Let’s turn to The Lancet. This is a study that’s taking a look at the SSRI that’s called fluvoxamine on the risk of emergency care and hospitalization among patients with COVID-19. This is part of a study that’s called TOGETHER. That’s all caps if anybody wants to look that up.
What they did here is in 11 clinical sites in Brazil, they enrolled people who had confirmed positive SARS-CoV-2 infection with a known risk factor for progression to severe disease. Patients were randomly assigned 1:1 to either fluvoxamine 100 mg twice daily for 10 days or a placebo.
Everybody was blinded. Their outcome measure was, because they didn’t have enough hospital beds in Brazil at the time, retention in a COVID-19 emergency setting or a transfer to a tertiary hospital due to COVID-19, up to 28 days post random assignment on the basis of intention to treat.
They were able to enroll 741 patients who received the fluvoxamine and 756 who received the placebo. Sure enough, the treatment with fluvoxamine, 100 mg twice daily — again, for 10 days — among high-risk outpatients with early-diagnosed COVID-19 reduced their need for hospitalization and death in comparison to the control group.
Rick: This particular study, or group of studies called TOGETHER, are trying to repurpose existing medications that are widely available, well understood, and have a good safety profile to see whether they can be useful in patients who have COVID.
I like this study. It’s a medicine that’s widely available. It’s relatively inexpensive. In the U.S., this 10-day course costs only $4. It can be used in countries that have limited access to vaccine or monoclonal antibodies. I think there is a lot of virtue to this particular study and these particular medications.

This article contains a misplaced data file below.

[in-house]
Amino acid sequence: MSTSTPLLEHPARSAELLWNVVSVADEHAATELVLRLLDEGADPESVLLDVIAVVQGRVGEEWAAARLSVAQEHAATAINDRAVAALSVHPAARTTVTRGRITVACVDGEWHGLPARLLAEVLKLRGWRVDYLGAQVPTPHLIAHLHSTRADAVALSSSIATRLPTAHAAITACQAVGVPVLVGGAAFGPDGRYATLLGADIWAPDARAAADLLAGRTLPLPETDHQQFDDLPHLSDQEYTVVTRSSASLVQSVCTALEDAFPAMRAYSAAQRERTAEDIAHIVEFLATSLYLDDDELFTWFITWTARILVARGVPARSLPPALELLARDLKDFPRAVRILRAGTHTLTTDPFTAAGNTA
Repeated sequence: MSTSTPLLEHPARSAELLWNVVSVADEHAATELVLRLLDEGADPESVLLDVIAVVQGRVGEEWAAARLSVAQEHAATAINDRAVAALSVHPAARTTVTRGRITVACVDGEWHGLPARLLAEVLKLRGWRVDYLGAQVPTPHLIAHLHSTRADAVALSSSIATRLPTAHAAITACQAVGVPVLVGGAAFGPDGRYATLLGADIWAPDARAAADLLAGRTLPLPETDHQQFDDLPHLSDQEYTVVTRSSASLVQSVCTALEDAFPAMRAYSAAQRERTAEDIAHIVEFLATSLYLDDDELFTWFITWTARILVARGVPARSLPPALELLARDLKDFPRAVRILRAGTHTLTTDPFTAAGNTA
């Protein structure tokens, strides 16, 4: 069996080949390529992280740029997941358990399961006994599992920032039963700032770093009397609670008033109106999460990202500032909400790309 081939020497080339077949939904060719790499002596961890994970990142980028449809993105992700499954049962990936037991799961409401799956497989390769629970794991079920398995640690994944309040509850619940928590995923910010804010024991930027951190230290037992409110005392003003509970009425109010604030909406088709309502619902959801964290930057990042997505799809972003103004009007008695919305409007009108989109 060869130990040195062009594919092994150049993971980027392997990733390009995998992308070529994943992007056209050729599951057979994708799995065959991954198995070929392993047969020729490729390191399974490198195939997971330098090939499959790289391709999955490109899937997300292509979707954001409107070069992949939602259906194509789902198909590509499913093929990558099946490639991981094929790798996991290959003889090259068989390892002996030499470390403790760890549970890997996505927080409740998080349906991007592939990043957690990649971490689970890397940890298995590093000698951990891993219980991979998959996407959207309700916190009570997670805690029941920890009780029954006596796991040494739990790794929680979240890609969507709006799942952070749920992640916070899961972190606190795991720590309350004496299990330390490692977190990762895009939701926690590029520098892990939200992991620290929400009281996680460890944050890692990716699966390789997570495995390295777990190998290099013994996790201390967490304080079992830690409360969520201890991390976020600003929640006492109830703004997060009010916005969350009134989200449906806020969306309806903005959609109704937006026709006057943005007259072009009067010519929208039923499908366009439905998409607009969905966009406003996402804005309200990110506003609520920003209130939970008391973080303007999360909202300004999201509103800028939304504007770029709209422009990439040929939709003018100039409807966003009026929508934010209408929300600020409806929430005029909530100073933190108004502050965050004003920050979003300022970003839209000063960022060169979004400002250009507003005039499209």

It’s only the second medication, oral medication, that’s available to treat individuals that are considered otherwise to be at high risk for hospitalization. That is they have underlying heart disease, diabetes, hypertension, lung disease, kidney disease, or are on steroids.
Elizabeth: I thought that that was something very informative. In fact, it comprises almost an entire paragraph of who was eligible to be enrolled in the study because they had a risk factor for more severe COVID disease. That is really way longer a list than what you’ve just cited in here.
Rick: It was about a 30% reduction in hospitalization and about a 32% reduction in death as well. This oral, over-the-counter, readily available and safe drug can be effective.
Now, the other thing we need to find out is, is this a class effect? Because there are other SSRIs that are even more readily available and less expensive.
Elizabeth: There is one study that I would really like to see if it would be possible to do this, and that would be retrospectively examine people who are already taking SSRIs. Are they at lower risk for severe COVID-19 disease?
Rick: That’s an interesting question. We haven’t talked about the mechanism by the way. These medicines are known to be anti-inflammatory and also have anti-platelet capabilities. We know that there is additional risk of thrombosis in these patients. That’s a putative explanation of why they might be beneficial.